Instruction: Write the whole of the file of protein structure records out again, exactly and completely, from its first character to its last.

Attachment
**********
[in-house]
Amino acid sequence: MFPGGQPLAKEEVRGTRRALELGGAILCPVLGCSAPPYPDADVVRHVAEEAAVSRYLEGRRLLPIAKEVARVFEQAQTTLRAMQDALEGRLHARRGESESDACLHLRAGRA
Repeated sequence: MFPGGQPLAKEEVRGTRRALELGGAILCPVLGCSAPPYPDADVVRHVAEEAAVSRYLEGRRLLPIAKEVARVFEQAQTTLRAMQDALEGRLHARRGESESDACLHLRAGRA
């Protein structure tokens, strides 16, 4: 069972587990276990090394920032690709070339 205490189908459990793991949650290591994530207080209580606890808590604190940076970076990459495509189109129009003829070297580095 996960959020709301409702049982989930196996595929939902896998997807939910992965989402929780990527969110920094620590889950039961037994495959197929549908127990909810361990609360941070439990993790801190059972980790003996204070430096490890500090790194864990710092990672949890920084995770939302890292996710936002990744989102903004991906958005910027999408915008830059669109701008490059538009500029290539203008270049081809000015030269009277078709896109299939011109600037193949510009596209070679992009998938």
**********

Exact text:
[in-house]
Amino acid sequence: MFPGGQPLAKEEVRGTRRALELGGAILCPVLGCSAPPYPDADVVRHVAEEAAVSRYLEGRRLLPIAKEVARVFEQAQTTLRAMQDALEGRLHARRGESESDACLHLRAGRA
Repeated sequence: MFPGGQPLAKEEVRGTRRALELGGAILCPVLGCSAPPYPDADVVRHVAEEAAVSRYLEGRRLLPIAKEVARVFEQAQTTLRAMQDALEGRLHARRGESESDACLHLRAGRA
């Protein structure tokens, strides 16, 4: 069972587990276990090394920032690709070339 205490189908459990793991949650290591994530207080209580606890808590604190940076970076990459495509189109129009003829070297580095 996960959020709301409702049982989930196996595929939902896998997807939910992965989402929780990527969110920094620590889950039961037994495959197929549908127990909810361990609360941070439990993790801190059972980790003996204070430096490890500090790194864990710092990672949890920084995770939302890292996710936002990744989102903004991906958005910027999408915008830059669109701008490059538009500029290539203008270049081809000015030269009277078709896109299939011109600037193949510009596209070679992009998938």